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Ireland’s early education and childcare (EEC) sector is at a crossroads – costs for providers are rising, the burden of regulation is increasing, the demands from the State have grown and further changes are coming for the sector from proposed new legislation due in days.

Yet, there is still no long-term strategy for the sector. The problems outlined above, alone, are creating huge challenges for the sector, but add to this the lack of vision for the sector and it is clear that independent providers need a stronger voice.


We cannot be passive bystanders as decisions are made, without our input, which directly impact us, our sector, the children and families who rely on us each day.

That is why earlier this year PEEP, Private Early Education Providers, relaunched as Seas Suas. We are a stronger, more focused national organisation representing independent providers driven by a strong desire to affect positive change in our sector. We want a sustainable, well-funded and well-resourced EEC sector which delivers for children and their families.  


As providers we face a number of immediate challenges which we must now address as an urgent priority. These include:

  • No long-term strategy for childcare and early education in Ireland, with the Department of Children consistently pushing this out. Our sector needs certainty to allow us to plan for the future. We know as providers that the existing piecemeal changes, rather than a well-thought out long-term plan, are disruptive and can cause more problems than they solve –
    that needs to change.


  • Costs are rising at an unprecedented rate for independent providers. While costs are increasing the State continues to add to the burden faced by providers such as through requiring them to carry the burden of administering State schemes but without sufficiently supporting providers to do so.

  • A skills shortage in the sector has made it hard for many providers to find the staff needed to keep our services running. This is making it difficult to meet demand for places in some areas. With employment growing and more parents returning to full time work, this problem will worsen.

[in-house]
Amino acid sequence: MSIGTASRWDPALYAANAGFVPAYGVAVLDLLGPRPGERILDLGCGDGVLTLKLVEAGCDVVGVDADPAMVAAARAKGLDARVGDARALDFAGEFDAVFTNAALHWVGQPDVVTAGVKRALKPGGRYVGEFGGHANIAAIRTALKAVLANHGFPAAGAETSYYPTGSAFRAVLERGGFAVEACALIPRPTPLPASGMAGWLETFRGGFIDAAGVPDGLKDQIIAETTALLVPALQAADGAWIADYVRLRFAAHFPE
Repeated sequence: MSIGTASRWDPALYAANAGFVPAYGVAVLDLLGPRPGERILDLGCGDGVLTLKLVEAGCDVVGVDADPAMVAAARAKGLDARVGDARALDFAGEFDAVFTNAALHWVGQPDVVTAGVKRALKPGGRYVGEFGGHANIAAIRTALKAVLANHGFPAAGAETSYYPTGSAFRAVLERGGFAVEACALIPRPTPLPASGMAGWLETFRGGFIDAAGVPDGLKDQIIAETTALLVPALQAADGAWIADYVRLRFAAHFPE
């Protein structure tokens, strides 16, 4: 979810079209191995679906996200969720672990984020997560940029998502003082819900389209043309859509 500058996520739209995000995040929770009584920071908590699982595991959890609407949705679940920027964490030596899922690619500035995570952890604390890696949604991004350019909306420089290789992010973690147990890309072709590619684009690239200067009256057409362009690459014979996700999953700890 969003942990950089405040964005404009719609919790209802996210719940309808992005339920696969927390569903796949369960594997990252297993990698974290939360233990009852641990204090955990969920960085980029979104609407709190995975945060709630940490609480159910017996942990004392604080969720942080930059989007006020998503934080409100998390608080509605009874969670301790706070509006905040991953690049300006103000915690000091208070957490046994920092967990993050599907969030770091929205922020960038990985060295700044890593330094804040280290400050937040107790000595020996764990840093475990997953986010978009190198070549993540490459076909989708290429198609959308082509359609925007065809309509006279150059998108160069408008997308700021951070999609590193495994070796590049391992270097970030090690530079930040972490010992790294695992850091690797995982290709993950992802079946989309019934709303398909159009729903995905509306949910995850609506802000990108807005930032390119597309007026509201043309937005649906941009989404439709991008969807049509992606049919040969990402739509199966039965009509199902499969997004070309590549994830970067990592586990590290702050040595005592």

• Short-sighted and disjointed regulations that can hamper growth and threaten the sustainability of providers. We all want to see quality EEC services and a well-regulated sector, but the current approach to regulating is ignoring the practical consequences for providers. We need to see an open, consultative approach to policymaking which puts the EEC providers’ perspective to the fore.


To ensure that Ireland’s EEC sector can continue to provide high-quality services, and move forward in a progressive way that benefits Irish children and families, we can’t sit idly by but must make our voices heard.


We want to help shape the future of our sector and in the short three months since our launch, Seas Suas has been working hard to do so.​


  1. Increase state investment

  2. Address the staffing crisis

  3. Improve staff salaries

  4. Reduce the burden of state charges

  5. Decrease level of administrative work

  6. Pay more for non-contact time

  7. Greater consultation with providers

  8. Speed up Garda clearance process

  9. Enhance capacity for children under the age of 2

  10. Review planning guidelines for EEC

Since then we have been active in pushing Seas Suas’s reform agenda, by


  • Engaging with key decisionmakers including within the Department of Children, Alan Farrell TD, Chair of the Joint Oireachtas Committee on Children and Youth Affairs, Anne Rabbitte TD, business community representatives such as IBEC;


  • Raising childcare issues in the Dail with relevant Government representatives;


  • Debating the key issues through national and local media interviews such as the Sean O’Rourke programme on Radio One;


  • Attending the Department of Children’s National Early Years Forum, representing independent providers; or


  • Participating in the Independent Review of Costs (currently) being undertaking by the Department of Children.


With the publication of the legislation to underpin a Universal Affordable Childcare Scheme promised in the coming days, there’s a clear need for providers to work together to make sure our perspective is heard and our ‘on-the-job’ experience is a central part of policymaking for the future of early education and childcare.


In the months ahead, we have the opportunity to do this, but we need your support too.


The success of Seas Suas and our reform agenda—and a sustainable future for Ireland’s EEC sector—depends on you.


Bring your voice to the debate. Join independent EEC providers across Ireland and become a member of Seas Suas today.


New and existing members can renew their annual membership here also. 

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